In the mid-1990s, Nate Hettinga was on the staff of Northshore Church, Bothell, Washington, a large congregation led by his father, Jan Hettinga. Aaron Day, a young natural evangelist and people-lover, was a Northshore volunteer youth leader Nate was mentoring. Day picked up that Nate was intent on planting a church out of Northshore. He had no idea what that meant, but in late 1994, Nate asked him to help do just that.
With Northshore’s blessing, they planted Cascade Church, holding their first service Christmas Eve 1996 and launching in January 1997. It was the beginning of their church planting efforts. In the next 10 years, Cascade planted numerous churches. Their preferred method: “the hive model,” in which a church staff leader and members “hive off” and relocate in a neighboring village to start a new church.
Transitioning from youth pastor to outreach pastor at Cascade, Day examined his ministry. “With Nate working on a doctorate and less available, I believe God was preparing me to be a lead pastor. But that was never my dream or hope,” Day says.
On September 9, 2007, Day, his wife Cathy and most of Cascade’s Alpha course leadership team launched Crosswater Community Church in Sultan, seven miles from Cascade. Crosswater currently averages 280 to 300 in weekend attendance and has supported several Converge Northwest district church planters.
While Day focused on his church planting, Hettinga went on to start 18 daughter or granddaughter churches, four of which did not survive.
Hettinga and Day experienced great joy and agonizing lows along the way. First the joy. “Church planting creates opportunities to get close to new people,” says Hettinga.
“It takes the lid off people who have been developing but haven’t had a leadership role. When a leader takes 40 or 50 people with him to start a new church, it leaves a leadership gap to be filled. Usually the leader takes the cream of the crop, people already leading and tithing. His leaving creates an opportunity for other leaders to rise.
“Another joy is that multiplication brings life to a church. I’ve learned to celebrate what we want repeated. We celebrate a lot when it comes to multiplication. For example, Mike and Jen Satterfield served 17 months on our Cascade staff. But last January 1, they stood on Cascade’s stage as we commissioned and prayed for them. We celebrated their leaving to launch Emmaus Road Church, Stanwood, Washington, February 19.”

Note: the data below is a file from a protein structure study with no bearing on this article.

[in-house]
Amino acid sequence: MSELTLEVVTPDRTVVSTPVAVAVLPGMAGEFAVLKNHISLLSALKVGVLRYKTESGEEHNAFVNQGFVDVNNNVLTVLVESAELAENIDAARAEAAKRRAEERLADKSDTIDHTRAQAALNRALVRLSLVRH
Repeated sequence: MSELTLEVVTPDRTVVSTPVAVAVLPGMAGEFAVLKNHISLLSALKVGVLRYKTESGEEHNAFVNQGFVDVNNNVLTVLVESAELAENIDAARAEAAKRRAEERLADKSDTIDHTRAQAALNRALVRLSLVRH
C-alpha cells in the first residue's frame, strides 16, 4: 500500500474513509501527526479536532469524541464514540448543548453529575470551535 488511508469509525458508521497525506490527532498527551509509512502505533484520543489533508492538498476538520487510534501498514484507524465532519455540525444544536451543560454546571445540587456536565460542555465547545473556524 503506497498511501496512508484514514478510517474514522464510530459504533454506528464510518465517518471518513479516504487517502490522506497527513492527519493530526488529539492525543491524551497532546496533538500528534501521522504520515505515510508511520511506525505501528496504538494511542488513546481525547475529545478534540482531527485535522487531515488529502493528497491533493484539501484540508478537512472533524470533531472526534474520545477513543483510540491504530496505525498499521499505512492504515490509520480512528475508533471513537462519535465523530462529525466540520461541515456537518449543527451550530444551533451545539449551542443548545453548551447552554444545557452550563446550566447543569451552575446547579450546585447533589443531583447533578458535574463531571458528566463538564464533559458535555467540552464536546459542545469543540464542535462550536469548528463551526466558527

Hettinga says this church plant came about because of a network of five Northwest churches, each more than 100 years old. For the past 20 years they had talked about planting a church. Emmaus Road is the network’s first church plant.
“Their churches are being invigorated by a new birth,” observes Hettinga. Satterfield is already working toward planting a Hispanic congregation out of Emmaus Road Church. And the network is sending another potential church planter to Converge’s Church Planting Assessment Center.
Reflecting on the joys, Day says, “I’ve found the blessing of church planting is getting more of Jesus and what he has for us. The Levites were told they didn’t get land in Canaan but their portion was God. We get to rely on God in a way others don’t have to or wouldn’t choose to. He comes through for us. That’s been my experience in stepping out and trusting him.”
For Day, one great cost can come in deep relationships. He and Hettinga were very close but experienced tension for several months after Crosswater’s launch. Initially, each pushed the other away, feeling abandoned. Now they meet monthly and love each other deeply.
Day also felt the loss of being part of something big at Cascade Church, “where I grew so much and we were deeply known.” He has fewer resources to work with in a smaller church. And his then-eighth-grade daughter Mikayla experienced a deep depression when they moved to Sultan. “Leaving her friends and comfort zone took a year to work through,” he says.
Hettinga agrees it has been hard for his kids to say goodbye to some of their closest friends. “Why do you keep planting churches?” they’ve asked. “Our friends are leaving, and youth group won’t be the same.” It’s painful, Nate admits.
A second cost to Cascade was gutting ministry leadership to start a new church. This happened with leaders of missions, men’s ministry, the Alpha course, small groups and youth ministry. The ministry leaders depart and take the leaders around them. Sometimes the church’s recovery requires several years.
And, of course, there’s the financial cost. When Day left, about $4,000 in weekly giving transferred to Crosswater Community Church. “Cascade couldn’t afford to replace him for a year,” Hettinga says. Attendance likewise took about a year to recover.
But it’s a price he gladly will pay for Christ’s kingdom to grow. On January 17, he announced that, for the first time in its history, Cascade Church in a single year (2016) gave more than half a million dollars ($547,000) to international missions and church planting.
Despite the losses and gains, says Hettinga, “We’re always looking to multiply any way we can. We call it strategic opportunism.”
Bob Putman, Former director of Communications for Converge
Bob Putman is a former director of Communications and Point editor for Converge.